Type objSetM_chain supports the setM interface (via the setM_chain interface). In my library I have also an objMapM_chain type which supports the mapM interface. I called the numbered objects 'keys', but you can denote them as well 'indexes'.

The involved positive ID numbers are always 'small' resp. dense and also free of collisions. That is because they stem from a number generator. The generator numbers the objects starting with 0 und subsequently adds 1 to the highest number generated so far or it re-uses a number from a disposed object if there exists one. 'Small' addresses the aspect that in case a single 'large' number would be inserted in underlying positiveSetM_chain, then an array buffer had to be re-sized to that large number - that would not hurt the performance claim, but would waste memory.

Yes, parameter @Site in interface mapM_chain is is over-generalized in the example because it is always positive. But in objMapM_chain (where I am using it too) it is not always positive. The construction in objMapM_chain is analogous to the example: In the example parameter @Site in setM_chain refers in one place to demoObject and in another place to positive:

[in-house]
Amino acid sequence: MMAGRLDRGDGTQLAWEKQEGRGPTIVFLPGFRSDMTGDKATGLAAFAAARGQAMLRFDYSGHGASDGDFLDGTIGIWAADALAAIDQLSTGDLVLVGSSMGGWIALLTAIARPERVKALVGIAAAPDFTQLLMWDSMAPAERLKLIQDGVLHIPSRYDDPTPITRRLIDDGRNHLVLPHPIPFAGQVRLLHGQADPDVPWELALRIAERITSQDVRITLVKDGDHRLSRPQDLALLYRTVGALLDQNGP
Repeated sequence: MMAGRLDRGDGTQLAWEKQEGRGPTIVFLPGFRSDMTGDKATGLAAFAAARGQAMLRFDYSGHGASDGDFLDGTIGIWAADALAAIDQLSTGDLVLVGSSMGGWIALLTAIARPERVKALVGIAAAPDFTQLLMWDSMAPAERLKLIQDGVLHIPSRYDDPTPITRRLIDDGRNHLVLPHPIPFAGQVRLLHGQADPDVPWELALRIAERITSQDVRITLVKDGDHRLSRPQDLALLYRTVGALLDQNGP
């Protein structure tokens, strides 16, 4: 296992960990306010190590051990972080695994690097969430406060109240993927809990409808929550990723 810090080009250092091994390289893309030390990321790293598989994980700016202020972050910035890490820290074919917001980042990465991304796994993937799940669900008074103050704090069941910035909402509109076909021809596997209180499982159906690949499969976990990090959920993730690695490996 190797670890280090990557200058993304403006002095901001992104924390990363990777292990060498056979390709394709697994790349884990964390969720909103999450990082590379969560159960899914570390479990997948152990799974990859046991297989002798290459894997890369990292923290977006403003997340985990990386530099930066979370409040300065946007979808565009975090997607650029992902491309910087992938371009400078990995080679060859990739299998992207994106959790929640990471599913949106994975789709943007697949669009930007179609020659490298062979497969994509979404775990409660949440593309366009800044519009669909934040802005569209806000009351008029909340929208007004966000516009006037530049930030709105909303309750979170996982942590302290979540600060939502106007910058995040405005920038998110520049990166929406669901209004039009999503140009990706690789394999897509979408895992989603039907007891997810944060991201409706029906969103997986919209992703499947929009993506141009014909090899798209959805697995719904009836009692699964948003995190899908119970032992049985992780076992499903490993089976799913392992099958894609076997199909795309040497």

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        DemoChain = objSetM_chain::new(),         show("create new objSetM_chain", DemoChain),         %--         Chihiro = demoObject::new("Chihiro"),         DemoChain:insert(Chihiro),

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interface objSetM_chain{@Site} supports setM_chain{@Site}

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interface positiveSetM_chain supports setM_chain{positive}